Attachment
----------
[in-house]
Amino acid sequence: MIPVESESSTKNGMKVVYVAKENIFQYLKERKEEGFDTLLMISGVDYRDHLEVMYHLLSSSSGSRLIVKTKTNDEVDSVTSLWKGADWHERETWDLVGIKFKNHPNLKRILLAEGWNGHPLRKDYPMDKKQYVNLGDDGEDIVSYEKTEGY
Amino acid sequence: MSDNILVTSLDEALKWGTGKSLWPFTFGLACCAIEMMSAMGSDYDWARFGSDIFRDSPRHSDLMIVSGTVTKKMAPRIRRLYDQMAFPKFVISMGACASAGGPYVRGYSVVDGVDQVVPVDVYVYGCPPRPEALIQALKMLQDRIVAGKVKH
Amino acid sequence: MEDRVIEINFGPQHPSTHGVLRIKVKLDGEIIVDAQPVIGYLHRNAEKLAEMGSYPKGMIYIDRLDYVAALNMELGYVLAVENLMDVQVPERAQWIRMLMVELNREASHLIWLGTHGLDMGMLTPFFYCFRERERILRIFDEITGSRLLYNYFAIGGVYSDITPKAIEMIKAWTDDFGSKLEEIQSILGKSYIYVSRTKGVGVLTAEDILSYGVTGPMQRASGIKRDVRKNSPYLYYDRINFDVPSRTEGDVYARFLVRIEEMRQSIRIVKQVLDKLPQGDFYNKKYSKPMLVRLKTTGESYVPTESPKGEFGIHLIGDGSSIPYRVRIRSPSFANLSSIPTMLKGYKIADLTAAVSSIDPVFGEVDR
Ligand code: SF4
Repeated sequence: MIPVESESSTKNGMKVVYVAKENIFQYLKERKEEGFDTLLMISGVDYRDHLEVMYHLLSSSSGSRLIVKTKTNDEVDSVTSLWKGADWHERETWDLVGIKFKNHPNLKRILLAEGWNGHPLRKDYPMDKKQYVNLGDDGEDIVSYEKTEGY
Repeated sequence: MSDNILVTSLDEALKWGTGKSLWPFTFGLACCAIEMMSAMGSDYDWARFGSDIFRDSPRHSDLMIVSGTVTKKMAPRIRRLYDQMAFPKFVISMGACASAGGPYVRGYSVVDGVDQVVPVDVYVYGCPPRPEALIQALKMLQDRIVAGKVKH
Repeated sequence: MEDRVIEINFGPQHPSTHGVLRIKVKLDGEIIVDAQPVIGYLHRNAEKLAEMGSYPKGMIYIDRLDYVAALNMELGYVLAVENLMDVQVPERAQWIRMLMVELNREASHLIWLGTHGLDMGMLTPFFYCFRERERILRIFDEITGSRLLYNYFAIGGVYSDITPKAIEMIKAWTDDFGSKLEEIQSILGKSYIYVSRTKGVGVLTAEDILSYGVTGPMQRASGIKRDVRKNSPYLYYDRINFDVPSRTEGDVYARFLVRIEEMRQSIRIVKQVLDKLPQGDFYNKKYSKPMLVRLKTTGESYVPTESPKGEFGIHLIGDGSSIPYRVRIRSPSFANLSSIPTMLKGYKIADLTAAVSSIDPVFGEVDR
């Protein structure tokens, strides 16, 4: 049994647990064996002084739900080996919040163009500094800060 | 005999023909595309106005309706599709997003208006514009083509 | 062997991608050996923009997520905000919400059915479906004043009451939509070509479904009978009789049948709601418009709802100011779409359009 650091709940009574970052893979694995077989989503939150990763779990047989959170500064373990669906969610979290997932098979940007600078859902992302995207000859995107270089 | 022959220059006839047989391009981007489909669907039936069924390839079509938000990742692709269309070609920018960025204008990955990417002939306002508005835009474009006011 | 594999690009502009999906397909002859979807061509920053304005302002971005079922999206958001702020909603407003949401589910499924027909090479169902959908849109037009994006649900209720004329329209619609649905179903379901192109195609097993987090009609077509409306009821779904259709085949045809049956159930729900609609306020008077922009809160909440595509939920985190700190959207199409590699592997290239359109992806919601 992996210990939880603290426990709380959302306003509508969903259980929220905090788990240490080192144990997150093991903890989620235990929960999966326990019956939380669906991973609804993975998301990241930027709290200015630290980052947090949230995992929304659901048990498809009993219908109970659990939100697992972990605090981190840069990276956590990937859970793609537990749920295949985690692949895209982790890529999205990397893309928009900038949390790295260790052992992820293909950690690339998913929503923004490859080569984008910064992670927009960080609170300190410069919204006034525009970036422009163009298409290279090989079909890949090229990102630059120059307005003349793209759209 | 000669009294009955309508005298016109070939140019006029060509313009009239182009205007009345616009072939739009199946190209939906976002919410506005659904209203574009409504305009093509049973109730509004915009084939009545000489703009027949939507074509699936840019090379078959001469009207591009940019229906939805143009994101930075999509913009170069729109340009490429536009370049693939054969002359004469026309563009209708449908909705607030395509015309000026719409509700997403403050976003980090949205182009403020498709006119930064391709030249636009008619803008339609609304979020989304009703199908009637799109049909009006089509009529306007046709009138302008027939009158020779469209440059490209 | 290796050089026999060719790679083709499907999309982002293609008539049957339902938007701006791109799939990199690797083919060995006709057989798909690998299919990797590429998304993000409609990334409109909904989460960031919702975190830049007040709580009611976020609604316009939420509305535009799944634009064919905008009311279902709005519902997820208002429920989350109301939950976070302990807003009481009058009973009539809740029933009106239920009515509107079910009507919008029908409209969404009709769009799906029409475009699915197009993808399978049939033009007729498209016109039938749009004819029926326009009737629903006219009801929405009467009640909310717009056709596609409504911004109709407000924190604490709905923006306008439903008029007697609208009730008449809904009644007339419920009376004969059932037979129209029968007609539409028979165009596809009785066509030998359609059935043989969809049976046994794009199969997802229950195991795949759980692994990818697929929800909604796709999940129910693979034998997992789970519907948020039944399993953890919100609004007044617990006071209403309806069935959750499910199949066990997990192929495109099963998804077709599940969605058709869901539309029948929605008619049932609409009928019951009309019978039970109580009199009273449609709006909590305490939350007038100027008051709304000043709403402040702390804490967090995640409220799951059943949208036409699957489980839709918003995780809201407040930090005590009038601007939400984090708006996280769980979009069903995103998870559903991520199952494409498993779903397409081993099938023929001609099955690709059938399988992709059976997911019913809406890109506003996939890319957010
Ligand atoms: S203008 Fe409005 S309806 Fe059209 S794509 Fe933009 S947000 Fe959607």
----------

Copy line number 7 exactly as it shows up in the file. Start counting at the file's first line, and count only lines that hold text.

Repeated sequence: MSDNILVTSLDEALKWGTGKSLWPFTFGLACCAIEMMSAMGSDYDWARFGSDIFRDSPRHSDLMIVSGTVTKKMAPRIRRLYDQMAFPKFVISMGACASAGGPYVRGYSVVDGVDQVVPVDVYVYGCPPRPEALIQALKMLQDRIVAGKVKH